A common presentation in our clinic is a recreational runner who has started to experience some knee pain when running, often over the outside of the knee. This is often linked with an increase in running frequency or when someone has commenced running after a prolonged period of inactivity.  Their first thought is logically, “I have done something to my knee” and There is a myriad of conditions that affect the knee that could be causing the pain, but stepping back and looking at the body as a whole often reveals much more information than focusing on the site of pain. 

A very common cause of knee pain is actually a weakness in your Gluteal muscles (Bum muscles), particularly a small muscle called Gluteus Medius, which is responsible for lifting your leg away from your body (Abduction), but just as importantly it helps to prevent your hip “collapsing” and allowing your knee to “buckle” inwards. This is seen when standing on one leg and exacerbated when squatting, as shown in the photo below. While running if your hip is “collapsing” and allowing your knee to “buckle” slightly on every stride it creates strain at your knee which often results in inflammation and pain.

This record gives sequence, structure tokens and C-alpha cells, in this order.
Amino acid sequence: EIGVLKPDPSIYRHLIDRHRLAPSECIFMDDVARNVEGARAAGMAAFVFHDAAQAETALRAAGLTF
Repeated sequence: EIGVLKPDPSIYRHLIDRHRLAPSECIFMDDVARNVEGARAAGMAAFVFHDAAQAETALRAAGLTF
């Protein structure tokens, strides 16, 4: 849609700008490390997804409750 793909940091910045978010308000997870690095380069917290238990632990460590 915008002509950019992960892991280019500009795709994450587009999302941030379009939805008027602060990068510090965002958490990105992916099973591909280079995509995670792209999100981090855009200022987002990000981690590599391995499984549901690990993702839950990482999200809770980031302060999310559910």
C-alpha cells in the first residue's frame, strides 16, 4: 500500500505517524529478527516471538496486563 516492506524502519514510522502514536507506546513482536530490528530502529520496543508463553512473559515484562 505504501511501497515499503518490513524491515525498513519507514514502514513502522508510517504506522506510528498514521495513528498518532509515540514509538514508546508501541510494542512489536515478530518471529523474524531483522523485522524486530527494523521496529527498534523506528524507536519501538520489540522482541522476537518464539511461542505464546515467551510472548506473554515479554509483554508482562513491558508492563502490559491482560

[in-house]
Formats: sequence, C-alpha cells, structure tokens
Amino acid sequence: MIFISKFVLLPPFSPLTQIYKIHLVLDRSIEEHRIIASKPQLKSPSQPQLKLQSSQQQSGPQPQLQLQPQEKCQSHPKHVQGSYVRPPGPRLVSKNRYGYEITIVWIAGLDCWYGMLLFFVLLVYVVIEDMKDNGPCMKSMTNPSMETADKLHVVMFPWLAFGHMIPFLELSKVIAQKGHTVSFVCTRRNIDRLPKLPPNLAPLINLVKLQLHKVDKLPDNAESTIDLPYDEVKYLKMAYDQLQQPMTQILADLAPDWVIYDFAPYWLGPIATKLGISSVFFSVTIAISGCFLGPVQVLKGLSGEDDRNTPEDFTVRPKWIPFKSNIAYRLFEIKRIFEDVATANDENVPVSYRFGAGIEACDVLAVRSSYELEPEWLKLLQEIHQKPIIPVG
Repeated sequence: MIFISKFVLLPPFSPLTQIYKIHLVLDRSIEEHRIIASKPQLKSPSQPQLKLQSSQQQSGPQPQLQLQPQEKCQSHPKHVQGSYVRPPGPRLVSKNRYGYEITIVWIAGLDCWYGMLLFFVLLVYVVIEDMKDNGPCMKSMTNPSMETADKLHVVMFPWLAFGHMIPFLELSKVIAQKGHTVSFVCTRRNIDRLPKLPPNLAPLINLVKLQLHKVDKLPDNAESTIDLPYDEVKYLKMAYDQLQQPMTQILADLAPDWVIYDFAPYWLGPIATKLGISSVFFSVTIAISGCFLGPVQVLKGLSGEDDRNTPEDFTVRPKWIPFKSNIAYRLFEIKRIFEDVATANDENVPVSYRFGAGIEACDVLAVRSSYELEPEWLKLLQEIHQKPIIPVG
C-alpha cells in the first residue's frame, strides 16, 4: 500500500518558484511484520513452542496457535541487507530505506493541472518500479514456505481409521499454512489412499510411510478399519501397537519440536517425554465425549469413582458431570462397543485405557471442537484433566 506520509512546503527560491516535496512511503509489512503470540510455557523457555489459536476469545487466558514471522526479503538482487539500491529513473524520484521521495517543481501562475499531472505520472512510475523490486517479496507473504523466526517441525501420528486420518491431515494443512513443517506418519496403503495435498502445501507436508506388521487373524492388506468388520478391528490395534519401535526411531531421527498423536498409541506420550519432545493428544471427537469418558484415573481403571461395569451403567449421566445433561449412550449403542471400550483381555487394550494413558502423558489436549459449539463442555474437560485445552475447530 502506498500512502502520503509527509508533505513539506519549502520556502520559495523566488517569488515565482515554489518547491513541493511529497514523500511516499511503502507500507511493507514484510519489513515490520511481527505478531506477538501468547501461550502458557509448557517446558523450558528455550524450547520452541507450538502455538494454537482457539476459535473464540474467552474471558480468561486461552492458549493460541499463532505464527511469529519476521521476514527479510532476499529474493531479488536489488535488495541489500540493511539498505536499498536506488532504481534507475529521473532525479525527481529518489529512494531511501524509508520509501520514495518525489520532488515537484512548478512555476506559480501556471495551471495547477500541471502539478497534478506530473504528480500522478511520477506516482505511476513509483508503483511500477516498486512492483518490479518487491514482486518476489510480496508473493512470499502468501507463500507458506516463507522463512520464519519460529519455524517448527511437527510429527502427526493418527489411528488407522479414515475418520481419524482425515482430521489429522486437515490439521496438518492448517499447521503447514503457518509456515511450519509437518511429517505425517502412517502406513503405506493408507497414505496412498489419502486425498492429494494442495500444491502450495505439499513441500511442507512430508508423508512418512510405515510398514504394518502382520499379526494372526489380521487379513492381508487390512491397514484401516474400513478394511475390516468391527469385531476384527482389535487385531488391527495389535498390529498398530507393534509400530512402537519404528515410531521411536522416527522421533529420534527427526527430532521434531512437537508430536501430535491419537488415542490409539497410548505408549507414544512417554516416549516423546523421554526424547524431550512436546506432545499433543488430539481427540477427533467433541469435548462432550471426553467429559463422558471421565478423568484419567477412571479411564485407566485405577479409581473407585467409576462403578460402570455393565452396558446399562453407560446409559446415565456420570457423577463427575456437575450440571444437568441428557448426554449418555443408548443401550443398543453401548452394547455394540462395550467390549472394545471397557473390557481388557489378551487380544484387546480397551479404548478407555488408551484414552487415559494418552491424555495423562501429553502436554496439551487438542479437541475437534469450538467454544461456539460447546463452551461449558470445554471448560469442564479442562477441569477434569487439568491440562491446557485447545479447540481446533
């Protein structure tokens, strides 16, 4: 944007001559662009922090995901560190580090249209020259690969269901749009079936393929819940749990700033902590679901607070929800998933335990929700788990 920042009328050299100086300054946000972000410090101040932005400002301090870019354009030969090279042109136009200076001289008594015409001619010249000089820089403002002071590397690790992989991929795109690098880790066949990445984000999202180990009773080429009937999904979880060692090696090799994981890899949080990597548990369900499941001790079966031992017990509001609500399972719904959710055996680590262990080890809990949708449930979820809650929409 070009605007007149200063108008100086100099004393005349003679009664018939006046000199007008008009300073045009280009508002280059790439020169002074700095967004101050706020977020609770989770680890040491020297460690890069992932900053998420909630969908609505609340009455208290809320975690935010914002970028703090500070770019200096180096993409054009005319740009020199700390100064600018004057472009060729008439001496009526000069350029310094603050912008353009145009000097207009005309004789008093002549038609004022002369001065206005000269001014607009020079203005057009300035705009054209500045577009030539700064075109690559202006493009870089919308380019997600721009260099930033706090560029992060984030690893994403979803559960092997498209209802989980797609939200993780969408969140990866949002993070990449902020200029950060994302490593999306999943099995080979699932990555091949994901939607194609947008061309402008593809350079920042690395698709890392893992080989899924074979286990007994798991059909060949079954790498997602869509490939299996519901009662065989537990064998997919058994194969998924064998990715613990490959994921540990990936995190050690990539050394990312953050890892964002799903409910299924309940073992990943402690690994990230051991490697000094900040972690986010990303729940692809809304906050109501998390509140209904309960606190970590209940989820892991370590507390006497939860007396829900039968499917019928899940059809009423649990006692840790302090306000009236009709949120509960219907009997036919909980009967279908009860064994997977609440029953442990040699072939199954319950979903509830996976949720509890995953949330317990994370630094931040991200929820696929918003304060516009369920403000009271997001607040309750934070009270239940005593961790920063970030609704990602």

stable hip with strong Gluteus medius

“collapsing” hip due to weak Gluteus medius

Knee “buckling” during squat

stable knee position during a squat

As a first line approach to helping address a patient’s knee pain I always assess  the stability through their hips and educate them about the importance of gluteal strength. The first exercise we focus on is a basic sit to stand, where emphasis is on keeping your spine in a neutral position, pushing through your heels to get off the seat and most importantly keeping your knees over your feet (don’t allow the knee to “buckle”). We sit many times a day so this is a great exercise that you can do throughout the day, or it can be done in 2 sets of 10-15 repetitions.

Click here to watch Mark’s video demonstration of the sit to stand exercise on the OGOSH YouTube channel!

I often will give this as the only “strength” exercise to start with as getting this foundation movement correct will set you up to be able to perform more advanced exercises safely and correctly. In my coming blogs i will run you through some more advanced gluteus medius strength exercises you can use to help maximise your running!

Click here to book an appointment with Mark online or contact our friendly team on 5255 5040 (OG) or 4202 0446 (L) to discuss how Mark can help you achieve your health goals!